As a South African, I grew up acutely aware of the benefits I was afforded, raised relatively privileged in the most unequal country in the world. I had a great education and consequently, great opportunities, while most in my country (9 out of 10) will not earn more than their parents in their lifetime. Being a foreigner in France, where I currently live, is the first time I have felt a modicum of the marginalisation experienced by the majority in South Africa everyday, throughout their lives.
As a member of the ‘born-free’ generation (the first after apartheid ended), I also grew up conscious of the suffering and hope that this country had to offer. Education was seen as the key to unlock our potential, by Nelson Mandela and many others. I come from a long line of activists (all the way back to my great-grandmother) who protested against the injustice of apartheid over 60 cumulative years. Growing up hearing my family’s stories gave me a profound appreciation for social justice. This is what drew me to the Learning Planet Institute, with its mission to join forces in efforts to transform education – making it universally accessible in all senses of the word.
Africa is a continent often neglected by the global agenda, despite its vast size and significance. In my small way, I am attempting to be part of a solution to this, and continue my family legacy of incrementally improving the world I was born into, by honing in on ongoing African-led transformative efforts. Through LearningPlanet, I am committed to ensuring that innovative African initiatives across the continent are honoured and showcased during our upcoming LearningPlanet Festival, starting on the International Day of Education, 24 January 2023.
This annual Festival is uniquely positioned to connect African initiatives to our global network and vice versa. For our 4th edition, we are partnering with Club of Rome Africa, BRIDGES Sustainability Science Coalition’s African Hub (University of Pretoria – in South Africa), All-African Students Union, and others to highlight the invaluable work they are doing to further African development locally and globally. This Festival will provide a space for African youth initiatives and organisations to present their work and connect with the larger global network.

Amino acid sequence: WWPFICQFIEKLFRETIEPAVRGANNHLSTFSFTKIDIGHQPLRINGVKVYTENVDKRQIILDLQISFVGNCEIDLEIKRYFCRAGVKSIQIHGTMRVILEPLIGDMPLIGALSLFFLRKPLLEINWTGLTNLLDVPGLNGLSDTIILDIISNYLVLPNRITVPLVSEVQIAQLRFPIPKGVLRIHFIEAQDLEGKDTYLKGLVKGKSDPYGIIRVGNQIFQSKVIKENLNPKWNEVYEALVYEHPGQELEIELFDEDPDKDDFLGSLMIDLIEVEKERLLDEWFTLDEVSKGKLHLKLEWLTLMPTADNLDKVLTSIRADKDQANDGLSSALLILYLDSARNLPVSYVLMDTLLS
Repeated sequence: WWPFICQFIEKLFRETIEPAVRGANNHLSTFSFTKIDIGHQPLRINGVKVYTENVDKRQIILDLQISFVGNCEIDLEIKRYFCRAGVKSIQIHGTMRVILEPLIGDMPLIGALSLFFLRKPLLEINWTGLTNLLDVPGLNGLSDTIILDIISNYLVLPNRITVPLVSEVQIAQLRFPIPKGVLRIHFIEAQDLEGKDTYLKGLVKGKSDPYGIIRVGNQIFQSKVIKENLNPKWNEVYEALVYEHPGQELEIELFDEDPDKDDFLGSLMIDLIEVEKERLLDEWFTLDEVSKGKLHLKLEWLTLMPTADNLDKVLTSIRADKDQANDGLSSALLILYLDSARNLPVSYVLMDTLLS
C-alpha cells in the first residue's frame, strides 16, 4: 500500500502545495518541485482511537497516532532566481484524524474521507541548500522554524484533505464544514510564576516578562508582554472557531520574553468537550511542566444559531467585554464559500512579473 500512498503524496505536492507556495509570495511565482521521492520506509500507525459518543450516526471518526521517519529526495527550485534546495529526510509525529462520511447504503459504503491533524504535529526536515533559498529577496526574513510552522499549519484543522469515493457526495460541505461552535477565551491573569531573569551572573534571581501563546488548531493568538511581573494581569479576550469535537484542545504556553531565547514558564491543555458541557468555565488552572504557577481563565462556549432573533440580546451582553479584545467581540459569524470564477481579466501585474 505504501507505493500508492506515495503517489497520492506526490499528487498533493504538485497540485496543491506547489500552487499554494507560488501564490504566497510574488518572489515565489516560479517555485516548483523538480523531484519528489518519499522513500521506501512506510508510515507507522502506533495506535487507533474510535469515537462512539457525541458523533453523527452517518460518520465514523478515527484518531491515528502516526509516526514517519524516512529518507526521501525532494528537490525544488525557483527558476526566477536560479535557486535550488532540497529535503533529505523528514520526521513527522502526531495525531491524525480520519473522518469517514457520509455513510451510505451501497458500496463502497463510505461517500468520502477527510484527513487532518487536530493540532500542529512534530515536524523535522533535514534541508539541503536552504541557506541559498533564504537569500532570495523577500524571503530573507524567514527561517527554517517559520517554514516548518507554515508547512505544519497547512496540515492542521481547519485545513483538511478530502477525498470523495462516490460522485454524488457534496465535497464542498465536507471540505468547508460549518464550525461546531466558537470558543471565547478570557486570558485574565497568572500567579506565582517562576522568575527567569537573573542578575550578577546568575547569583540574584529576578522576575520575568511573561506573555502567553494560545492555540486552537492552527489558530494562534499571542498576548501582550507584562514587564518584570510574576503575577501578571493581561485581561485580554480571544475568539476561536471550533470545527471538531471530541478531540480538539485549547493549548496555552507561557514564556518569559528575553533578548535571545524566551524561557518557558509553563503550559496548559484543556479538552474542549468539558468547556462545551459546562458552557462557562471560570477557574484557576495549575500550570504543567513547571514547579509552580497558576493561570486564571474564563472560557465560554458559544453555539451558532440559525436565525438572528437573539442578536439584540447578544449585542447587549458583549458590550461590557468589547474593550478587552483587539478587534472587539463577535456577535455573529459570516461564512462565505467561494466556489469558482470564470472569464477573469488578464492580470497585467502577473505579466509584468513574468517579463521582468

Our focus on Africa goes beyond the Festival, as our flagship Ubuntu Learning Circle has been meeting regularly throughout 2022 to provide a space for African youth initiatives and organisations to be heard and work through challenges they face with our diverse network of academics, NGOs, activists, youth leaders and international organisations.
The Ubuntu Learning Circle is a community of practitioners, activists, organisations and academics who are interested in African-led projects across the continent. The Ubuntu Learning Circle Festival session, African Youth Reinventing Their Future, is at the core of this community’s values and mission to empower youth collectively by amplifying their voice. Please join us for this session on Friday, January 27th at 10 am CET to learn from our inspiring community members.
While we do have access to a multitude of organisations and voices, we would like to include more. We are inviting African-led initiatives to submit their ideas for events to be featured as part of this international programme. If you are interested or would like to refer someone to host their own event at the LearningPlanet Festival in January 2023, get in touch here.
With over 300 partners already on board, we are excited to be showcasing African excellence and locally-led initiatives to our international community. This is mutually beneficial as it enhances your impact on a global scale, and allows our international network to celebrate and connect with you about your valuable work. At LearningPlanet, we believe that education should be available and accessible to everyone. We are committed to ensuring that African initiatives are given the platform, resources and support that they need to succeed.
Some of our African-led events for this edition are brought to you by:
- The Alkafila-Tamkeen Community Foundation in Morocco
- All-Africa Students Union across the African continent – see their interview with LP in this week’s English newsletter!
- Ashesi University in Ghana
- Association Youth Clubs in Tunisia
- Dean Initiative Abuja in Nigeria
- Kenya Initiative On Self Sustainability (KISSPRO-KENYA)
- Youth Cafe in Kenya
Katherine is a Project Manager in the LearningPlanet Alliance team, and leads the African Engagement strategy. This includes the Ubuntu Learning Circle, which brings activists and practitioners of indigenous knowledge together monthly to discuss how to champion African-led initiatives on the continent and globally.